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Sometimes you just need something light like No Reservations



One of my earliest memories as a kid was how stunning Catherine Zeta-Jones was in The Mask of Zorro. Years later, I watched her in Entrapment, Chicago, Traffic, America’s Sweethearts, Ocean’s Twelve, and Feud. For some reason, I missed No Reservations all this time, though it also starred another actor I liked, Aaron Eckhart. Tonight, however, after spending long minutes going through my Netflix choices, I finally decided to watch it.


My verdict? If it weren’t for that cheesy kiss near the end of the movie, I would unreservedly recommend it to anyone looking for some light viewing. It is by no means Ms Zeta-Jones’s finest work, but the film has enough heartbreak, hope, and charm to entertain.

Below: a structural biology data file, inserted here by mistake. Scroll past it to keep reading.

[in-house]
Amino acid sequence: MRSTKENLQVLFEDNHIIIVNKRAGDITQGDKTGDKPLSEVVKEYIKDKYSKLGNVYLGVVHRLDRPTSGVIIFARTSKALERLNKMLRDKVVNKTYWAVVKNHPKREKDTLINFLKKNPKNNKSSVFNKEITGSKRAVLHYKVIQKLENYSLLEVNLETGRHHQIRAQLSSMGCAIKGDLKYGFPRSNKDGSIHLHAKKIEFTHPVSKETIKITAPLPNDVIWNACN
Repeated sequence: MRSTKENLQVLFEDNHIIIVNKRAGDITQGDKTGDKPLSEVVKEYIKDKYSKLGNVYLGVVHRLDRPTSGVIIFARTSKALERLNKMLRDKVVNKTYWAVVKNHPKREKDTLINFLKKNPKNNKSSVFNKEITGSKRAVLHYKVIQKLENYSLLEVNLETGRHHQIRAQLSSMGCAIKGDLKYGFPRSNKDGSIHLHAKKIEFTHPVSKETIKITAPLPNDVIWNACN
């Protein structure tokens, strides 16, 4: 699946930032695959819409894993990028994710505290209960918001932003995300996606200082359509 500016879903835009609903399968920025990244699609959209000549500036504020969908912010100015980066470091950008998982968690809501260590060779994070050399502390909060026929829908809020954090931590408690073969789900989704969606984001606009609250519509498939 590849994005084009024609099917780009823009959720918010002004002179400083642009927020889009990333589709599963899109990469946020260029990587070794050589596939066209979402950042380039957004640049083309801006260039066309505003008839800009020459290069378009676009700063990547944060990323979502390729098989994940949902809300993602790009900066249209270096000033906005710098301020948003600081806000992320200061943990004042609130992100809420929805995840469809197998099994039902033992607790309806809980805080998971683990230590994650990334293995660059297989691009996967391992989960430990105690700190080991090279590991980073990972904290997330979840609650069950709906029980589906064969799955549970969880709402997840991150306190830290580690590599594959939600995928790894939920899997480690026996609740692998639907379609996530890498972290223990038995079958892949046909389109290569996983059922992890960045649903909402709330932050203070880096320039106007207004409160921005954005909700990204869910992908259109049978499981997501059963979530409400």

Kate Armstrong (Zeta-Jones) is the head chef of a posh restaurant -- driven, intimidating, without much of a personal life. When Kate’s sister died in an accident, she was left to care for her nine-year-old niece Zoe (Abigail Breslin, this movie’s strongest performer). While Kate had to take time off work, her boss hired a new sous chef, the charming Nick Palmer (Eckhart).


After having experienced office work for a few years now, I rolled my eyes at Nick chilling at work while Kate had to remain focused; I have personally experienced the reality of how much harder women have to work to get even a fraction of the credit men do. If Kate had been as chill as Nick, would she have achieved what she achieved at her age? I doubt it. But Nick was Kate’s equal, Nick understood her and, most importantly, Nick was able to help Kate reach young Zoe, who continued to struggle with the loss of her Mom for most of the film.


So, yes, No Reservations is not that light, but I also like how pain grounded the movie. This is one of the better romantic comedies I have seen lately.

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